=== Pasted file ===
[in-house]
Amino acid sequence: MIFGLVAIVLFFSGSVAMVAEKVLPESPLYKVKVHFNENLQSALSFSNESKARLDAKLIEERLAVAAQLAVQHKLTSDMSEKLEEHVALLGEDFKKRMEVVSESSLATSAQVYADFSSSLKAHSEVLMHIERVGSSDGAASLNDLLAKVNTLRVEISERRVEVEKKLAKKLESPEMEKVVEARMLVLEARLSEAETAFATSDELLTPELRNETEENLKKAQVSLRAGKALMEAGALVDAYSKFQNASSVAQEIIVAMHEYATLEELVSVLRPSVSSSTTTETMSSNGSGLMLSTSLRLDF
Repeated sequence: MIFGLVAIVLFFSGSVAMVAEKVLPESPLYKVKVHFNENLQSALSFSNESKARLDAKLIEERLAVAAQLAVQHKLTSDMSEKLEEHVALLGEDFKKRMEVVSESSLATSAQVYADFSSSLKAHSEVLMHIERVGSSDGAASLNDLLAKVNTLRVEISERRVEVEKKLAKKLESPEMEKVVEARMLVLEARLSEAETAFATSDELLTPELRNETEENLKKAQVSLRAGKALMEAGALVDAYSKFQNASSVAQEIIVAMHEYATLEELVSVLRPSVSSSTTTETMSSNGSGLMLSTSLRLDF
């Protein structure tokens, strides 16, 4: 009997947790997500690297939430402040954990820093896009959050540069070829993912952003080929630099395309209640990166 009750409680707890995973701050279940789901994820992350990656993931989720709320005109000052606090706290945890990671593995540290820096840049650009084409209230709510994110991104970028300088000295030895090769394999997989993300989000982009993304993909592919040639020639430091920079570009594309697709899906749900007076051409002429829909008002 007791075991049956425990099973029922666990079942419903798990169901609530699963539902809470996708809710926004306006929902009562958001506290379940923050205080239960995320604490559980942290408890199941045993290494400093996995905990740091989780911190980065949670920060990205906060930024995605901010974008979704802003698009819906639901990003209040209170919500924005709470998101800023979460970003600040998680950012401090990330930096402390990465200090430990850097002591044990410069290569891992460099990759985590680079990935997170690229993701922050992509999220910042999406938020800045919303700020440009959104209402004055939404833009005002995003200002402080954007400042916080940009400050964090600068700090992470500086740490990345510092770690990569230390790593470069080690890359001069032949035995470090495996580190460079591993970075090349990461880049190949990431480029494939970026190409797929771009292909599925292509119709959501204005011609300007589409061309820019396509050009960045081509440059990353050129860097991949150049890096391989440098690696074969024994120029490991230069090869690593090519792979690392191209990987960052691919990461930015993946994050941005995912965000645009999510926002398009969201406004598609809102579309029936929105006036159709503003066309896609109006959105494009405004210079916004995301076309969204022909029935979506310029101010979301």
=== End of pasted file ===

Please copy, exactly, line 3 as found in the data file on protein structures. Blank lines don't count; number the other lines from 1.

Repeated sequence: MIFGLVAIVLFFSGSVAMVAEKVLPESPLYKVKVHFNENLQSALSFSNESKARLDAKLIEERLAVAAQLAVQHKLTSDMSEKLEEHVALLGEDFKKRMEVVSESSLATSAQVYADFSSSLKAHSEVLMHIERVGSSDGAASLNDLLAKVNTLRVEISERRVEVEKKLAKKLESPEMEKVVEARMLVLEARLSEAETAFATSDELLTPELRNETEENLKKAQVSLRAGKALMEAGALVDAYSKFQNASSVAQEIIVAMHEYATLEELVSVLRPSVSSSTTTETMSSNGSGLMLSTSLRLDF